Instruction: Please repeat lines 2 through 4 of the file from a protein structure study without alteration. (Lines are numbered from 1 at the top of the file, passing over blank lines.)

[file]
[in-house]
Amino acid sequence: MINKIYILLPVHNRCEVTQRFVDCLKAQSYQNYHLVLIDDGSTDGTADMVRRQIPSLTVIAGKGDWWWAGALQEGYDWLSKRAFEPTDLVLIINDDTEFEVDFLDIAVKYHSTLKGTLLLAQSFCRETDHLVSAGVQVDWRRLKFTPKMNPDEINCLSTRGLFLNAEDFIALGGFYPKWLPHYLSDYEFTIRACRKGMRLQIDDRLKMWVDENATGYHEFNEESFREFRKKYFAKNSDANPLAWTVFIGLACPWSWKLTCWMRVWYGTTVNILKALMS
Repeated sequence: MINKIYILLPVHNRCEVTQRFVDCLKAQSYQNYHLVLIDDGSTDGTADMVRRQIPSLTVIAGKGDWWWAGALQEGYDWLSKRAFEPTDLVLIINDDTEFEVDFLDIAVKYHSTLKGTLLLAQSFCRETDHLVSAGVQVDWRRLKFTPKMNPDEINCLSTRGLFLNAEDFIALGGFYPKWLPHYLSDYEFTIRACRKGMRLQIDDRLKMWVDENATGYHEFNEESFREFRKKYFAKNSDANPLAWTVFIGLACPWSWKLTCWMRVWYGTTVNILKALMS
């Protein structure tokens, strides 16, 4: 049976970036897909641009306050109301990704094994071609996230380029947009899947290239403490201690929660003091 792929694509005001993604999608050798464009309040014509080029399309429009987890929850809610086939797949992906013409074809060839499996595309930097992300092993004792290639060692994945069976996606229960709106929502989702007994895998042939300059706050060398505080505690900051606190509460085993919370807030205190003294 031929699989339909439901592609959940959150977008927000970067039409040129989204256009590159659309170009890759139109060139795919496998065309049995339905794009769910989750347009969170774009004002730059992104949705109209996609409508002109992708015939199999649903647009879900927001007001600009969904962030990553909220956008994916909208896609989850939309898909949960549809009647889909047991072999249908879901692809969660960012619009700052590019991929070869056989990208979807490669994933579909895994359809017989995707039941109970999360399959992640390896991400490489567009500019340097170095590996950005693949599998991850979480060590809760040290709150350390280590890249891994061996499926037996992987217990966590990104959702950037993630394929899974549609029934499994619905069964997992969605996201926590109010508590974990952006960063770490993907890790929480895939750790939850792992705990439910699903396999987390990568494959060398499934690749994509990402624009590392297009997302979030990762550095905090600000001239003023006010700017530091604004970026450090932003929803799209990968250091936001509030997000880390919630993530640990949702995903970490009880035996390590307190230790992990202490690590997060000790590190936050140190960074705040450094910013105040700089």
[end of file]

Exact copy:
Amino acid sequence: MINKIYILLPVHNRCEVTQRFVDCLKAQSYQNYHLVLIDDGSTDGTADMVRRQIPSLTVIAGKGDWWWAGALQEGYDWLSKRAFEPTDLVLIINDDTEFEVDFLDIAVKYHSTLKGTLLLAQSFCRETDHLVSAGVQVDWRRLKFTPKMNPDEINCLSTRGLFLNAEDFIALGGFYPKWLPHYLSDYEFTIRACRKGMRLQIDDRLKMWVDENATGYHEFNEESFREFRKKYFAKNSDANPLAWTVFIGLACPWSWKLTCWMRVWYGTTVNILKALMS
Repeated sequence: MINKIYILLPVHNRCEVTQRFVDCLKAQSYQNYHLVLIDDGSTDGTADMVRRQIPSLTVIAGKGDWWWAGALQEGYDWLSKRAFEPTDLVLIINDDTEFEVDFLDIAVKYHSTLKGTLLLAQSFCRETDHLVSAGVQVDWRRLKFTPKMNPDEINCLSTRGLFLNAEDFIALGGFYPKWLPHYLSDYEFTIRACRKGMRLQIDDRLKMWVDENATGYHEFNEESFREFRKKYFAKNSDANPLAWTVFIGLACPWSWKLTCWMRVWYGTTVNILKALMS
């Protein structure tokens, strides 16, 4: 049976970036897909641009306050109301990704094994071609996230380029947009899947290239403490201690929660003091 792929694509005001993604999608050798464009309040014509080029399309429009987890929850809610086939797949992906013409074809060839499996595309930097992300092993004792290639060692994945069976996606229960709106929502989702007994895998042939300059706050060398505080505690900051606190509460085993919370807030205190003294 031929699989339909439901592609959940959150977008927000970067039409040129989204256009590159659309170009890759139109060139795919496998065309049995339905794009769910989750347009969170774009004002730059992104949705109209996609409508002109992708015939199999649903647009879900927001007001600009969904962030990553909220956008994916909208896609989850939309898909949960549809009647889909047991072999249908879901692809969660960012619009700052590019991929070869056989990208979807490669994933579909895994359809017989995707039941109970999360399959992640390896991400490489567009500019340097170095590996950005693949599998991850979480060590809760040290709150350390280590890249891994061996499926037996992987217990966590990104959702950037993630394929899974549609029934499994619905069964997992969605996201926590109010508590974990952006960063770490993907890790929480895939750790939850792992705990439910699903396999987390990568494959060398499934690749994509990402624009590392297009997302979030990762550095905090600000001239003023006010700017530091604004970026450090932003929803799209990968250091936001509030997000880390919630993530640990949702995903970490009880035996390590307190230790992990202490690590997060000790590190936050140190960074705040450094910013105040700089």